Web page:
Growing up in the Creston Valley, asparagus has always felt like the first taste of summer. For decades Sutcliffe Farms has been growing the delicious spears, and they are available while in season at the market!
Aside from being absolutely delicious, asparagus boasts a bundle of nutritious properties. It is no secret that asparagus has a pretty evident effect on urinary production. Asparagus is extremely high in the amino acid asparagine, which is a natural diuretic. Natural diuretics can help flush toxins through urinary filtration, and prevent harmful accumulation of bacteria that could cause infection. In the body, this asparagine is converted into by-products that produce a characteristic odour, which accompanies said flushing of toxins (in other words, smelly pee is a good thing).
It is a vegetable high in micronutrients, including vitamins that act as antioxidants in the body. Antioxidants aid the body in protection against damaging free radicals. Having a surplus of free radicals in the body causes oxidative stress which can lead to a number of diseases, so consuming foods high in antioxidants is extremely valuable in disease prevention. One particular antioxidant in asparagus is Vitamin E, which is a fat soluble vitamin, meaning it is digested in your body alongside fats.
When cooking asparagus, some methods are going to promote better nutrition retention than others. The previously mentioned antioxidants are susceptible to “leeching” out of the vegetable depending on the cooking method used. When asparagus is boiled in water, a large portion of vitamins and minerals is lost to the cooking water. To achieve a similar texture, I would recommend steaming the asparagus. This can be done using a stove top steaming basket or simply using a microwave safe container with a lid and a small mount of moisture. To fully unleash the potential of that fat soluble Vitamin E, I would recommend roasting the asparagus with a small amount of olive oil. This healthy fat will aid in the digestion of the vitamin, allowing your body to access its full benefits.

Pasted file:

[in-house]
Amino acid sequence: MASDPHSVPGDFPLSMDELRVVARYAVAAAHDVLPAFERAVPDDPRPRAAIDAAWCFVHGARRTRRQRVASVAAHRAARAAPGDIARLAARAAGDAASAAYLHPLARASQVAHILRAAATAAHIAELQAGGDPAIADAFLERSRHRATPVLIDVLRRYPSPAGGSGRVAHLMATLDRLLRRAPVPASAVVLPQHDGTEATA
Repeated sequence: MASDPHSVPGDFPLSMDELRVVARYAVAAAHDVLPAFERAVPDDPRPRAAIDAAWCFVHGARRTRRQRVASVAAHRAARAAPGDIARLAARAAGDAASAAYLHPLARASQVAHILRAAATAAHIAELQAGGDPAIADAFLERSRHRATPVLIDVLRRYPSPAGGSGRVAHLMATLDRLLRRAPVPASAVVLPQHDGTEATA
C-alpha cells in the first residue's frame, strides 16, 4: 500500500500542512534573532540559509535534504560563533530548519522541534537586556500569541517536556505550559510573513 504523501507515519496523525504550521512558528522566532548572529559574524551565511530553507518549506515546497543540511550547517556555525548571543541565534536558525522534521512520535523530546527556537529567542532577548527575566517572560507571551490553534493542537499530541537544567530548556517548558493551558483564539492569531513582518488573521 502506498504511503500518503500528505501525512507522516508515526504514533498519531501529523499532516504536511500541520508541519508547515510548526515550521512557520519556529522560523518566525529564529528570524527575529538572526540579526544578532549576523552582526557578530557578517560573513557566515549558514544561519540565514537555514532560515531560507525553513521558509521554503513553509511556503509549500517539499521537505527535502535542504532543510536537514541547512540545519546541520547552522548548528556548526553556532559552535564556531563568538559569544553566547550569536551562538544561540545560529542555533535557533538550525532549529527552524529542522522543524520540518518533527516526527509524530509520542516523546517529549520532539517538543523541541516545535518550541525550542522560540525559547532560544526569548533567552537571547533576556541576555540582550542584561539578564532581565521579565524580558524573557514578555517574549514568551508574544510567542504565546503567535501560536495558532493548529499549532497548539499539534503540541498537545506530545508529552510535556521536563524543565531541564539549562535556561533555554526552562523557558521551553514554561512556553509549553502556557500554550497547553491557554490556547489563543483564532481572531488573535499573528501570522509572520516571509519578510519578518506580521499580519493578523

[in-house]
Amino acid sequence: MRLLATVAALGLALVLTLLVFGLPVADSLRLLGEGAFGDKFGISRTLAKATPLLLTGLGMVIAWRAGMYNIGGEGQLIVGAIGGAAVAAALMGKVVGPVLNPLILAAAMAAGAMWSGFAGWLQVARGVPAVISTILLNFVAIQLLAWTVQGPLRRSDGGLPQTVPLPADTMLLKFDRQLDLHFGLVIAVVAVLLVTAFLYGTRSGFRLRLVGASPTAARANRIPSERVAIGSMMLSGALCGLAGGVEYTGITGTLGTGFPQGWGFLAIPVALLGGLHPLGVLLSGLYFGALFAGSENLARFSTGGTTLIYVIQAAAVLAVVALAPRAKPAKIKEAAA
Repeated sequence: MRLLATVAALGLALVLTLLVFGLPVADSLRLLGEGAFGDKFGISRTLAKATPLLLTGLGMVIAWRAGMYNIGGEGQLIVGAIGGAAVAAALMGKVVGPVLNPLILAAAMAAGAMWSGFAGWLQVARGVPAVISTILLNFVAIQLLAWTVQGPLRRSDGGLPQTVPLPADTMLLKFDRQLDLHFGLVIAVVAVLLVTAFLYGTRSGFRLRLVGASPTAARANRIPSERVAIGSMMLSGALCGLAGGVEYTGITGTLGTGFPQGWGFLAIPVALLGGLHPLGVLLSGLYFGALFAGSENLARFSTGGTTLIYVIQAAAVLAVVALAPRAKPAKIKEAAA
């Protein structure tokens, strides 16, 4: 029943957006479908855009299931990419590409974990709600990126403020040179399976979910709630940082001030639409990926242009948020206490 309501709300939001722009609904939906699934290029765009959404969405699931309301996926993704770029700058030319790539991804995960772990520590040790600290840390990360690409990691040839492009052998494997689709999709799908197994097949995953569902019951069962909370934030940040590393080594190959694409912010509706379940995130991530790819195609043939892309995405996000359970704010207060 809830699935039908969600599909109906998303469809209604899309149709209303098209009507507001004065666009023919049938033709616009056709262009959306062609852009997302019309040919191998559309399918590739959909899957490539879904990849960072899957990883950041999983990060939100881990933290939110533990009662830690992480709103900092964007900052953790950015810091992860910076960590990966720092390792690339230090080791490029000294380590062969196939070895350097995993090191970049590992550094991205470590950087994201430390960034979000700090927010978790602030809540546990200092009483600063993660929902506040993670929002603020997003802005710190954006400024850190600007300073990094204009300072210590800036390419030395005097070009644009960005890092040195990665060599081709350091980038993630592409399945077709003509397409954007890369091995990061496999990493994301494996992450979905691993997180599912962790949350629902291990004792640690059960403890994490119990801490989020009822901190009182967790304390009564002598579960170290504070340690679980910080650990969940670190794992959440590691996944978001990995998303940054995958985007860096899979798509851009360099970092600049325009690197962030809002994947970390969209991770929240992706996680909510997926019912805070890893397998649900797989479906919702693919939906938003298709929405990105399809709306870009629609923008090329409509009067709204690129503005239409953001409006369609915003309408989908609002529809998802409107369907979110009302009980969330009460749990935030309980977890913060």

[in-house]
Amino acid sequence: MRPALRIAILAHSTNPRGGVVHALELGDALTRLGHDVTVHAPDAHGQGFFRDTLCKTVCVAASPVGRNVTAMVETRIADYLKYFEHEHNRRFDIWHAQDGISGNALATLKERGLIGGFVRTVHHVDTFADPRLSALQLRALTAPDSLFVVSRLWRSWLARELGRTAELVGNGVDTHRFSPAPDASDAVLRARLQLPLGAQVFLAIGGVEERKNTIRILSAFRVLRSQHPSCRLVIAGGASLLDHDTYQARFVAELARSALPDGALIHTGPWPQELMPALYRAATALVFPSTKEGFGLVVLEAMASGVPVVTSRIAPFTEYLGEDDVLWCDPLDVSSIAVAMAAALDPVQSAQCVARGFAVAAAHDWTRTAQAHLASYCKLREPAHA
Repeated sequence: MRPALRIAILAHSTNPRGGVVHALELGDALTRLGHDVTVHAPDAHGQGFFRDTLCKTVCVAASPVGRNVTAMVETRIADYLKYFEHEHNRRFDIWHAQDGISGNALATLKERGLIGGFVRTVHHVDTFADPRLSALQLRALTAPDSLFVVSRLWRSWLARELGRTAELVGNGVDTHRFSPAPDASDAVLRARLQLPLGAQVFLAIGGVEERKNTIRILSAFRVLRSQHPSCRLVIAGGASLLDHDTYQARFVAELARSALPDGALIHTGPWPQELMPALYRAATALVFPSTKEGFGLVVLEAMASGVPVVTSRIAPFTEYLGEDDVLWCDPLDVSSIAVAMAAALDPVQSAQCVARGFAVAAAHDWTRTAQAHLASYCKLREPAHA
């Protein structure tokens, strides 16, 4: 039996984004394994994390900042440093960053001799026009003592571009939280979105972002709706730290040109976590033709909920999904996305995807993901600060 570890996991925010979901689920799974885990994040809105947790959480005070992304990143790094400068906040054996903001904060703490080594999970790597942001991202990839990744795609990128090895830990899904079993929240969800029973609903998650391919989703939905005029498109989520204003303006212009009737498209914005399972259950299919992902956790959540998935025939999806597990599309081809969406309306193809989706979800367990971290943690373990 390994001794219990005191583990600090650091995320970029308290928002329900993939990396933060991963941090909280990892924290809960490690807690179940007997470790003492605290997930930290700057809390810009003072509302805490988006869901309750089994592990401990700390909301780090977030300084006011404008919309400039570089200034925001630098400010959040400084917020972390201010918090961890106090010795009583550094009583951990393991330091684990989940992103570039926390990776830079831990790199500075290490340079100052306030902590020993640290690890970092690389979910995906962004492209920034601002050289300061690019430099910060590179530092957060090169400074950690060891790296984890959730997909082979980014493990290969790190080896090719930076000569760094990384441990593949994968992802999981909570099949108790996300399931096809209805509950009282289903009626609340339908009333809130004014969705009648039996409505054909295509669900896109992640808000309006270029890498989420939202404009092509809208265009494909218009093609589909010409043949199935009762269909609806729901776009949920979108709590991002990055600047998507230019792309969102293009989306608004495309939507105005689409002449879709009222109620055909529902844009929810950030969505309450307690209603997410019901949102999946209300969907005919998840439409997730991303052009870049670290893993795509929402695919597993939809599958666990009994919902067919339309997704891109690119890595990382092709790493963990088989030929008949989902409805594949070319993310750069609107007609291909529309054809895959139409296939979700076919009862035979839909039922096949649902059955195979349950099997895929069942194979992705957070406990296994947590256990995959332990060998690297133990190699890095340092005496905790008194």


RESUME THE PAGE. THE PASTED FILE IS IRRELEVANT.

- 1 lb of Asparagus
- 1 Tbsp. of olive oil
- 1 Tbsp. of balsamic vinegar
- 1 clove of garlic (minced)
- salt and pepper to taste
Preheat oven to 425F. Snap off the tough ends of asparagus, and arrange them on a shallow baking pan. Drizzle with olive oil and balsamic vinegar, and sprinkle with salt and pepper. Roast for 10 minutes, turning spears once.
Swap out the balsamic and garlic for lemon juice and rosemary, top the spears with toasted almond or grated parmesan cheese once they are done roasting. Have fun trying out some different flavour combinations, and use a light hand when seasoning. Let the asparagus shine!
Unfortunately, the asparagus season is almost over, so now is the time to preserve it for use into the rest of the year. Blanched asparagus can be frozen, and maintain an excellent texture to be used in future dishes. Letting asparagus cook in a large pot of boiling water for 2 to 3 minutes, and immediately submerging it in an ice bath for 2 to 3 minutes will keep the asparagus bright green and crisp once it is frozen. When blanching asparagus it is best to do so in small batches, maybe a pound at a time. Also, make sure to blanch asparagus when it is fresh, to guarantee the best product once frozen. It can be frozen as whole spears or chopped into one inch pieces. These pieces of asparagus can be thawed and added into salads, omelettes, or pasta dishes like the one below.
- 1 Tbsp. of olive oil
- 3 cloves minced garlic
- 5 cups of chopped vegetables including frozen asparagus (cherry tomatoes, bell peppers, mushrooms, carrots, really anything you like works great)
- 1 cup low sodium vegetable stock
- 1/2 cup skim milk
- 1 Tbsp. of flour mixed into a slurry with 3 Tbsp. of water
- salt and pepper to taste
- 1/2 cup grated parmesan or asiago cheese
- 2 Tbsp. of fresh parsley
- 1/4 cup fresh basil
- 3/4 lb whole wheat linguine
Heat the oil in a large saute pan over medium-high heat. Cook garlic until soft (about 1 minute). Add vegetables to pan, starting with vegetables that will take longer to soften (peppers, carrots, onions) cook for about 3 minutes. Add other vegetables, including asparagus peppers and cook until softened, an additional 5 minutes. Stir in flour slurry and cook for 1 minute more. Add veggie stock, milk, salt and pepper and bring to a boil; reduce to a simmer and cook until liquid has thickened slightly, about 5 minutes.
Meanwhile, cook pasta according to package directions; drain, reserving 1/2 cup pasta water. Toss pasta with vegetables and sauce. Add pasta water, if necessary, to loosen mixture. Finish the dish with cheese, parsley and basil. (Serves 4)
If you haven’t had the chance to try some this season, it’s not too late to get down to the market and take these spears for a spin! Happy Asparagus-ing!
In Good Food,
Reede Hawton – Nutrition Rep